Soon after the initial sharpness of the opening there develops a creaminess in only the way that white, indolic blooms can be creamy. Jasmine and tuberose billow forth to fill the gaps left by exploding citrus molecules, sweetly fragrant with fuzzy pollen. Although the tuberose is most definitely present at this stage of development, it is masterfully controlled and doesn’t create the slight skank that can be associated with it. Here it is merely a white, fleshy presence that warms the scent like sun on skin. There is also a delicious peachy glow, very like Osmanthus in it’s lactonic comfort, which must come from the peach flower. This milky sweetness combined with peach and orange and jasmine is at once uplifting and embracing. The effect is like the harmonised hum of a choir, nothing shrill or discordant, just a perfect smoothness that rolls off the skin with intricately tuned balance.

There is a slightly powdered quality to Orange Blossom that feels a little bit vintage. I have previously struggled quite a lot with cosmetic notes in fragrance, it’s an association that I cannot help but make with the lipsticks and powder compacts that my grandmother used to use. I hate the term ‘old lady scent’ but unfortunately that’s what I felt. I have worked really hard to appreciate the notes that sometimes create this effect; iris, violet, roses and musks, to try and disassociate that feeling of ‘dated fragrance’ from the perfumes themselves. Some I still can’t quite handle, (Malle Lipstick Rose I’m looking at you) but others have really won me over, Vero’s Rozy and Kiki and Huitieme Art Poudre de Riz to name a few.

There is a touch of 50’s beach babe to Orange Blossom that is actually very appealing. It’s not tropical in the least but somehow has the full bodied curves of a tanned lovely in bathing suit and blonde curls. Pretty, wholesome but a little on the naughty side. As the scent reaches the final drydown the waxen quality of those indoles becomes a little more prevalent, along with gentle sandalwood and smooth vanilla that is reminiscent of wooden surfboards, buffed with wax, lying out to dry in the beach filtered sun.


On a warm bright day there seems to be no more fitting perfume that Orange Blossom. On a flat grey day there is nothing more able to conjure sunbeams than this most cheerful of fragrances. It would be a misconception to pile it among the flotsam of ‘beachy’ perfumes available on the market. It is too elegant and complex to be classed as a simple citrus either. Penhaligons and Bertrand Duchaufour have created something that is mood lifting, glowing and gently beautiful. It should have another name, something like ‘Reverie’. A daydream. Sweet, golden and never ending.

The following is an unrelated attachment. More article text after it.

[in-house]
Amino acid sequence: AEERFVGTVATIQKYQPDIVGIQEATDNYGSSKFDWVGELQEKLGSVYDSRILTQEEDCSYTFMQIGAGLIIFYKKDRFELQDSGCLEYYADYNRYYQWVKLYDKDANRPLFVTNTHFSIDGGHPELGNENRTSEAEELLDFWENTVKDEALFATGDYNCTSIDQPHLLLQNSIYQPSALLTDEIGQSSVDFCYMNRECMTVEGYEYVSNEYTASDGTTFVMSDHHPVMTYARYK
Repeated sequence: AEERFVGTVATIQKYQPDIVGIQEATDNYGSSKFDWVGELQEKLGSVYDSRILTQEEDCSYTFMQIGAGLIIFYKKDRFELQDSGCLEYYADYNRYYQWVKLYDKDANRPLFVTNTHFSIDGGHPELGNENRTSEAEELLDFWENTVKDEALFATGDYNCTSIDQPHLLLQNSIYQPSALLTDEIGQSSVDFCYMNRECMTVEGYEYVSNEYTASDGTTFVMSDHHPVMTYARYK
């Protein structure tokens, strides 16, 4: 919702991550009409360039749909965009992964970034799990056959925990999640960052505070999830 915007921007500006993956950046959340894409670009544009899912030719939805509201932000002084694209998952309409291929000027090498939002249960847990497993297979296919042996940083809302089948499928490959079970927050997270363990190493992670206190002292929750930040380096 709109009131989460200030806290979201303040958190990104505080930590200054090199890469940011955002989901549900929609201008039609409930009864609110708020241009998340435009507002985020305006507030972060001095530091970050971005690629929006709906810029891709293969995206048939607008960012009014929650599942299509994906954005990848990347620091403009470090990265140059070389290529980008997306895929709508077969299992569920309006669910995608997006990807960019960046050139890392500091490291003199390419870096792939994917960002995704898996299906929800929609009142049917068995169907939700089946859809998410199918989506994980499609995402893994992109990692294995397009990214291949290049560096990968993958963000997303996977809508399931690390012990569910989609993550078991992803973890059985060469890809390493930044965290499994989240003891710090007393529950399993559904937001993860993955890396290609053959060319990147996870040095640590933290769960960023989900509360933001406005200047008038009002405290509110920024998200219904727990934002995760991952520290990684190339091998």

When perfume doesn’t solve everything.


For someone who is supposed to be writing a blog about fragrance, I have found myself doing something a little different recently. I am in awe of those who are constantly seeking out new perfumes to review because of late I have not felt inclined to go on ‘scented journeys’ in quite the same way.

I’m not entirely sure what has caused this shift. my fundamental love of perfume still remains. I still get emotionally transported by wonderful scents and I’m still constantly chattering away about perfume to anyone who will listen. But when the time comes for me to actually sit down and write about it, I encounter a rather large question mark.

Maybe this is what they call writer’s block; my style has always aired on the side of fiction, even with a very real product as the focus. Up until this point I’d always found that a huge bonus, I didn’t have to try and conjure a story from thin air; it was already filled with the scent of the characters. At the moment it’s like those performers won’t quite step into the imagined spotlight, instead remaining grounded in the shadow of reality. A bunch of molecules encased in a glass bottle with some excellent (or not so excellent) branding. It’s all feeling a little too controlled and contrived to bend to the will of my imagination.

I am at a point in my life where I am very much living in real time. My daughter is growing up so quickly, she’s definitely not a baby anymore and I can’t quite believe how fleeting the last 18 months now seem. As a family we are gradually shifting our lives to bring in more of what we hope will lead to lasting happiness and job satisfaction. It’s exciting and tough going so buying perfume samples has had to go right to the bottom of the shopping list. If it wasn’t for those people in perfume land who occasionally send me things I’d be pretty ignorant of what smells new and interesting right now.